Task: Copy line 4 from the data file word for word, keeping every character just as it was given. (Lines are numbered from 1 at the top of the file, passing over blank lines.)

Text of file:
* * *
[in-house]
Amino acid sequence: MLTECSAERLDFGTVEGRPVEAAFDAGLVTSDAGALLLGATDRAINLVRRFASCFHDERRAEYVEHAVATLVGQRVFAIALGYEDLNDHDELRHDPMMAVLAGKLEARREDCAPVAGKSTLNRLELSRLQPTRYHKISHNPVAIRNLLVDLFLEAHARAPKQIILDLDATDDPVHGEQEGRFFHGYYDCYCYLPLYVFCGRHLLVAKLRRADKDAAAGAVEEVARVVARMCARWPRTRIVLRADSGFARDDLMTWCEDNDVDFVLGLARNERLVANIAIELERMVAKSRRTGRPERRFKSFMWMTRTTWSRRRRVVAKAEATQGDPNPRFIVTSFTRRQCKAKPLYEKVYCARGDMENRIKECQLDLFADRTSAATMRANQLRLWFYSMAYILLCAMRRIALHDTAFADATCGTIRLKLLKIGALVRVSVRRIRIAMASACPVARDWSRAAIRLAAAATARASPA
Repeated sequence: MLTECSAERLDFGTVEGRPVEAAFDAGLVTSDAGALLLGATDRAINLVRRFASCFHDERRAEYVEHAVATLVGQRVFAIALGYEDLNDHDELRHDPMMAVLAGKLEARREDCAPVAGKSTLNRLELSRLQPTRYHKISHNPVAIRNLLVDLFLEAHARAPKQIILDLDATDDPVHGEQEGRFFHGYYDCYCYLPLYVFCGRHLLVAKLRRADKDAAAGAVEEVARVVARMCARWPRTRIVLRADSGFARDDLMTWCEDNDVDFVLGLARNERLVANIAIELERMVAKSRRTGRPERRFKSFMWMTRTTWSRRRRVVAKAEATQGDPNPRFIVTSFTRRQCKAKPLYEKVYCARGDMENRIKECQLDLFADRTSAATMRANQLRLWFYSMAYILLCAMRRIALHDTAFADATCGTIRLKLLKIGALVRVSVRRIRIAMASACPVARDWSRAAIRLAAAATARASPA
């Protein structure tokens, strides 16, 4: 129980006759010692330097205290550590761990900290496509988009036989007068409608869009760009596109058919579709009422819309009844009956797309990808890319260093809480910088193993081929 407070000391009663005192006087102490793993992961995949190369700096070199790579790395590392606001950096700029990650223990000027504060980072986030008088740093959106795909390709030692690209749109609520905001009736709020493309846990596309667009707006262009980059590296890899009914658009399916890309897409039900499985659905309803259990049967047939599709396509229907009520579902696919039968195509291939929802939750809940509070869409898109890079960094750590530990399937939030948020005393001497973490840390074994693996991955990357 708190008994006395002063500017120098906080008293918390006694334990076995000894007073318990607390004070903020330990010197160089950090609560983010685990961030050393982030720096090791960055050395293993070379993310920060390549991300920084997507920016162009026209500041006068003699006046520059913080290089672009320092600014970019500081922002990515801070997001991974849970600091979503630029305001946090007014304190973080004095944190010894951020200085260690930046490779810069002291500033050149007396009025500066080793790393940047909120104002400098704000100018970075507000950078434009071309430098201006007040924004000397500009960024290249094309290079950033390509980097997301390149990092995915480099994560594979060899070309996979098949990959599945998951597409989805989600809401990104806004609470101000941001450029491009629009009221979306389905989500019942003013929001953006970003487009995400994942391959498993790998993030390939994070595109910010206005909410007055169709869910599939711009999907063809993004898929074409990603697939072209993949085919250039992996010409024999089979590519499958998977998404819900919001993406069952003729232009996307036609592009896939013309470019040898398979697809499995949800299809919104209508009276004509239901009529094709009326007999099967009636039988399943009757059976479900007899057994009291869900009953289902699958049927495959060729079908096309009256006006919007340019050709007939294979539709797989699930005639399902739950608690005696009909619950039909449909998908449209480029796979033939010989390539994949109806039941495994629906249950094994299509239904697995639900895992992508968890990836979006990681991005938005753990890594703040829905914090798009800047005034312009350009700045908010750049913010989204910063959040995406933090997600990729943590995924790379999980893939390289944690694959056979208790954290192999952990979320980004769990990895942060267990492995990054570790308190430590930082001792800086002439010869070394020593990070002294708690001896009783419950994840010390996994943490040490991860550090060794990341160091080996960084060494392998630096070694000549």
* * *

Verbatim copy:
């Protein structure tokens, strides 16, 4: 129980006759010692330097205290550590761990900290496509988009036989007068409608869009760009596109058919579709009422819309009844009956797309990808890319260093809480910088193993081929 407070000391009663005192006087102490793993992961995949190369700096070199790579790395590392606001950096700029990650223990000027504060980072986030008088740093959106795909390709030692690209749109609520905001009736709020493309846990596309667009707006262009980059590296890899009914658009399916890309897409039900499985659905309803259990049967047939599709396509229907009520579902696919039968195509291939929802939750809940509070869409898109890079960094750590530990399937939030948020005393001497973490840390074994693996991955990357 708190008994006395002063500017120098906080008293918390006694334990076995000894007073318990607390004070903020330990010197160089950090609560983010685990961030050393982030720096090791960055050395293993070379993310920060390549991300920084997507920016162009026209500041006068003699006046520059913080290089672009320092600014970019500081922002990515801070997001991974849970600091979503630029305001946090007014304190973080004095944190010894951020200085260690930046490779810069002291500033050149007396009025500066080793790393940047909120104002400098704000100018970075507000950078434009071309430098201006007040924004000397500009960024290249094309290079950033390509980097997301390149990092995915480099994560594979060899070309996979098949990959599945998951597409989805989600809401990104806004609470101000941001450029491009629009009221979306389905989500019942003013929001953006970003487009995400994942391959498993790998993030390939994070595109910010206005909410007055169709869910599939711009999907063809993004898929074409990603697939072209993949085919250039992996010409024999089979590519499958998977998404819900919001993406069952003729232009996307036609592009896939013309470019040898398979697809499995949800299809919104209508009276004509239901009529094709009326007999099967009636039988399943009757059976479900007899057994009291869900009953289902699958049927495959060729079908096309009256006006919007340019050709007939294979539709797989699930005639399902739950608690005696009909619950039909449909998908449209480029796979033939010989390539994949109806039941495994629906249950094994299509239904697995639900895992992508968890990836979006990681991005938005753990890594703040829905914090798009800047005034312009350009700045908010750049913010989204910063959040995406933090997600990729943590995924790379999980893939390289944690694959056979208790954290192999952990979320980004769990990895942060267990492995990054570790308190430590930082001792800086002439010869070394020593990070002294708690001896009783419950994840010390996994943490040490991860550090060794990341160091080996960084060494392998630096070694000549």